Scotland says NO to independence

ALEX Salmond’s dream of independence has been shattered after Scotland voted to stay part of the United Kingdom.

Scotland today rejected independence and voted to remain part of the United Kingdom at the end of the most intense political campaign the country has ever seen.

As in Angus, where a No vote was declared just after 4 a.m., the silent majority raised its voice on a tense yet utterly compelling night of political history.

During a referendum that attracted record numbers of voters and was hailed as a triumph of democracy, the people voted to maintain the 307-year Union.

A decisive No vote was the culmination of two and a half-years of vigorous and at times edgy campaigning, which looks certain to change the constitutional map of Britain for ever.

“We have chosen unity over division,” Alistair Darling, head of the No campaign, said. “Today is a momentous day for Scotland and the United Kingdom as a whole.”

The promises to deliver more powers to Holyrood made by the UK party leaders during the campaign were outlined in an early morning statement by David Cameron, which recognised the need to bring the United Kingdom together and deliver further devolution for not just Scotland, but England, Wales and Northern Ireland.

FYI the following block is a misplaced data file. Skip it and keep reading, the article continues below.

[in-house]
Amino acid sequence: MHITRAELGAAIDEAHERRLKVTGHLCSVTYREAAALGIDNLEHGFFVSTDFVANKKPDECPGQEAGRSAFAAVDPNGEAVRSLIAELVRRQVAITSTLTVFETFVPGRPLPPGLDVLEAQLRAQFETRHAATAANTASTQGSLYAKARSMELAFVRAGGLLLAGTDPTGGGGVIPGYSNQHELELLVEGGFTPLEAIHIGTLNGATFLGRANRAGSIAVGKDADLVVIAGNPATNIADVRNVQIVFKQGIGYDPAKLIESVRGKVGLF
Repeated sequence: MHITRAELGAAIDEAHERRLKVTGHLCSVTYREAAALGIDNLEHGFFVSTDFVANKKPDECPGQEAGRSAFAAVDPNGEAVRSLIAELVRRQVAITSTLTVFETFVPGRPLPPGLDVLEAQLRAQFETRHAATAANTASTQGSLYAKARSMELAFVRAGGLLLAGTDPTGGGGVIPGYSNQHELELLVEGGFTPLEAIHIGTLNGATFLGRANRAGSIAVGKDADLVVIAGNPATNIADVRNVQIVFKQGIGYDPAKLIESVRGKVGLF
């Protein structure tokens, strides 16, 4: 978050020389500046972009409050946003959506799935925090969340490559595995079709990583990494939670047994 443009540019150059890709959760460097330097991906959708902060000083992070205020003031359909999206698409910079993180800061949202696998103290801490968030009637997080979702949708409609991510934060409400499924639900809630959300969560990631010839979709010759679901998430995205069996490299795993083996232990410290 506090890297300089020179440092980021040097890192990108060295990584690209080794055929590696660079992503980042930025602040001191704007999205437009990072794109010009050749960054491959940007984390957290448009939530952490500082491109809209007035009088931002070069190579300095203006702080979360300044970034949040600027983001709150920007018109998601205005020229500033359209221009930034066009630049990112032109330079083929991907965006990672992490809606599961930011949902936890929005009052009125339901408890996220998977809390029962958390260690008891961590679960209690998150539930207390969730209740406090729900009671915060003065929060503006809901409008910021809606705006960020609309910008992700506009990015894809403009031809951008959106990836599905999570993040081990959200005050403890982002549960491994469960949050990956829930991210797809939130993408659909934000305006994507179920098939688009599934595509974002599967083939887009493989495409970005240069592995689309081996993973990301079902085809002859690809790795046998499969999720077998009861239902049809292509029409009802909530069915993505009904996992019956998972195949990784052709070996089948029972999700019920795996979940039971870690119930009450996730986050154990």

With turn out at nearly 85 per cent, the vote saw the economic warnings of the Better Together campaign overcome a powerful and impressive grassroots campaign run by Yes Scotland.

Mr Salmond said: “Whatever else we can say about this referendum campaign, we have touched sections of the community who have never before been touched by politics, these sections of the community have touched us and touched the political process.”